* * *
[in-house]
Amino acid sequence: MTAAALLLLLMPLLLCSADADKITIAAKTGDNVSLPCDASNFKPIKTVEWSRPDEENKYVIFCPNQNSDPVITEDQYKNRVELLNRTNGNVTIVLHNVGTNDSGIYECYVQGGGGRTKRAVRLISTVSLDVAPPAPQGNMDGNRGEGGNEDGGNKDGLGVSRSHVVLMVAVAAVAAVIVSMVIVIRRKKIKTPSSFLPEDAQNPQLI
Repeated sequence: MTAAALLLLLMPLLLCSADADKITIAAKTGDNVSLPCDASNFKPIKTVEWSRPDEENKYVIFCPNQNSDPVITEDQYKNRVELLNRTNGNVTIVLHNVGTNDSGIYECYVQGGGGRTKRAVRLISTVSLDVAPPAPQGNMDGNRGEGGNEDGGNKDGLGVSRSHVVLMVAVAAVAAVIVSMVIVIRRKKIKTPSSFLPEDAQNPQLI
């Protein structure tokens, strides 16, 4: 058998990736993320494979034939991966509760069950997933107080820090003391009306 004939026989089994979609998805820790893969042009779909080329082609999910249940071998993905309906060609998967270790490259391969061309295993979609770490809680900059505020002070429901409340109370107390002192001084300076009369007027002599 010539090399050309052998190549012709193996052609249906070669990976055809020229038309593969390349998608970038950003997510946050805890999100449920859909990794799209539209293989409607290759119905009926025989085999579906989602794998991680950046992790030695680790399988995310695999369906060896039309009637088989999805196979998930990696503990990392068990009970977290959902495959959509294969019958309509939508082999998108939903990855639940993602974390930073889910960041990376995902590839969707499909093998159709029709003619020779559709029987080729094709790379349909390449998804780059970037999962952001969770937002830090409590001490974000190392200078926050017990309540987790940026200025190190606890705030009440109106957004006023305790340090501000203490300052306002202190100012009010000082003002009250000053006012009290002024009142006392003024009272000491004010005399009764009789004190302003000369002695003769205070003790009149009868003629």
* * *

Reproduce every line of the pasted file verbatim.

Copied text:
[in-house]
Amino acid sequence: MTAAALLLLLMPLLLCSADADKITIAAKTGDNVSLPCDASNFKPIKTVEWSRPDEENKYVIFCPNQNSDPVITEDQYKNRVELLNRTNGNVTIVLHNVGTNDSGIYECYVQGGGGRTKRAVRLISTVSLDVAPPAPQGNMDGNRGEGGNEDGGNKDGLGVSRSHVVLMVAVAAVAAVIVSMVIVIRRKKIKTPSSFLPEDAQNPQLI
Repeated sequence: MTAAALLLLLMPLLLCSADADKITIAAKTGDNVSLPCDASNFKPIKTVEWSRPDEENKYVIFCPNQNSDPVITEDQYKNRVELLNRTNGNVTIVLHNVGTNDSGIYECYVQGGGGRTKRAVRLISTVSLDVAPPAPQGNMDGNRGEGGNEDGGNKDGLGVSRSHVVLMVAVAAVAAVIVSMVIVIRRKKIKTPSSFLPEDAQNPQLI
């Protein structure tokens, strides 16, 4: 058998990736993320494979034939991966509760069950997933107080820090003391009306 004939026989089994979609998805820790893969042009779909080329082609999910249940071998993905309906060609998967270790490259391969061309295993979609770490809680900059505020002070429901409340109370107390002192001084300076009369007027002599 010539090399050309052998190549012709193996052609249906070669990976055809020229038309593969390349998608970038950003997510946050805890999100449920859909990794799209539209293989409607290759119905009926025989085999579906989602794998991680950046992790030695680790399988995310695999369906060896039309009637088989999805196979998930990696503990990392068990009970977290959902495959959509294969019958309509939508082999998108939903990855639940993602974390930073889910960041990376995902590839969707499909093998159709029709003619020779559709029987080729094709790379349909390449998804780059970037999962952001969770937002830090409590001490974000190392200078926050017990309540987790940026200025190190606890705030009440109106957004006023305790340090501000203490300052306002202190100012009010000082003002009250000053006012009290002024009142006392003024009272000491004010005399009764009789004190302003000369002695003769205070003790009149009868003629």